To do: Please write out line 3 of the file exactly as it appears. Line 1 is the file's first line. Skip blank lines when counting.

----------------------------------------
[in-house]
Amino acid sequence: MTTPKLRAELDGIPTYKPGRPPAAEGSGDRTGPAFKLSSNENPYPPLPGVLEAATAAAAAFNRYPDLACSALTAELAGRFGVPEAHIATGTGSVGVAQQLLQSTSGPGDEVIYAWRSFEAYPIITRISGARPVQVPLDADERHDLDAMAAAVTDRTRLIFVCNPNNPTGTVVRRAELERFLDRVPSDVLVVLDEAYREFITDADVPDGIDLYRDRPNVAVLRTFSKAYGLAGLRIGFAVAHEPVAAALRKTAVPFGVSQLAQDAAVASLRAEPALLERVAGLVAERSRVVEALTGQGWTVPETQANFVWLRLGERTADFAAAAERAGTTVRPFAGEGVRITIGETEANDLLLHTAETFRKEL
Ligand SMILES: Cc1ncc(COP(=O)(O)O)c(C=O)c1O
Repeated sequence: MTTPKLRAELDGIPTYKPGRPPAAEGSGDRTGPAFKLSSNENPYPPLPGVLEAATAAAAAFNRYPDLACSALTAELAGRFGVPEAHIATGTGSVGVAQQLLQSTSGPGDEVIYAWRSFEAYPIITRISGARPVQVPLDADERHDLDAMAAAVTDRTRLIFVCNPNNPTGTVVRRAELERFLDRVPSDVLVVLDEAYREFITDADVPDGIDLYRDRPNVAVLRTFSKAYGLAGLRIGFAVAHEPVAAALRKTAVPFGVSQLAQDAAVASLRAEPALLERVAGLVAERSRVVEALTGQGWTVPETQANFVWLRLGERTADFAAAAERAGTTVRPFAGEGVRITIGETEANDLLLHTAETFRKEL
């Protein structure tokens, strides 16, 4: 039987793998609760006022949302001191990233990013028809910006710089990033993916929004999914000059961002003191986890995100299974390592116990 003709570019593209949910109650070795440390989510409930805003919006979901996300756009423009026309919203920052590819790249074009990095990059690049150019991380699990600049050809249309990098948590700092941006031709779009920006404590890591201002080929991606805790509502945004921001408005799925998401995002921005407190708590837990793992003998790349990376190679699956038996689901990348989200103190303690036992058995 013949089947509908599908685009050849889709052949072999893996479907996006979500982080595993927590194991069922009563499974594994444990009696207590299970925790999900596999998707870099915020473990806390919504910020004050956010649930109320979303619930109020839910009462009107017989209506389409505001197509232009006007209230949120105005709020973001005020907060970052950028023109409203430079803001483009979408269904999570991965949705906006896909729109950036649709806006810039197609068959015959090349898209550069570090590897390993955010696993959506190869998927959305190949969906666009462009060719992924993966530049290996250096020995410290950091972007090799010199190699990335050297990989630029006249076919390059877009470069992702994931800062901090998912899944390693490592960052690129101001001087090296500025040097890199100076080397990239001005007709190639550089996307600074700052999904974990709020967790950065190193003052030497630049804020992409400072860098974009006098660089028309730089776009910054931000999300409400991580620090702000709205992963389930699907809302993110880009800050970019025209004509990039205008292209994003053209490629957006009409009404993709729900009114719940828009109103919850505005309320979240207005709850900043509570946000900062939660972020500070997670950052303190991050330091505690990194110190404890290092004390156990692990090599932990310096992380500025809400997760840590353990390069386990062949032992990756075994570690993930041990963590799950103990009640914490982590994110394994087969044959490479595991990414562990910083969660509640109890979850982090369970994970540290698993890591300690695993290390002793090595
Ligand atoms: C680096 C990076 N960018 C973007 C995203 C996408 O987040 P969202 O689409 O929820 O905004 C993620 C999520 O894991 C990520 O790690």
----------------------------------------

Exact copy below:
Ligand SMILES: Cc1ncc(COP(=O)(O)O)c(C=O)c1O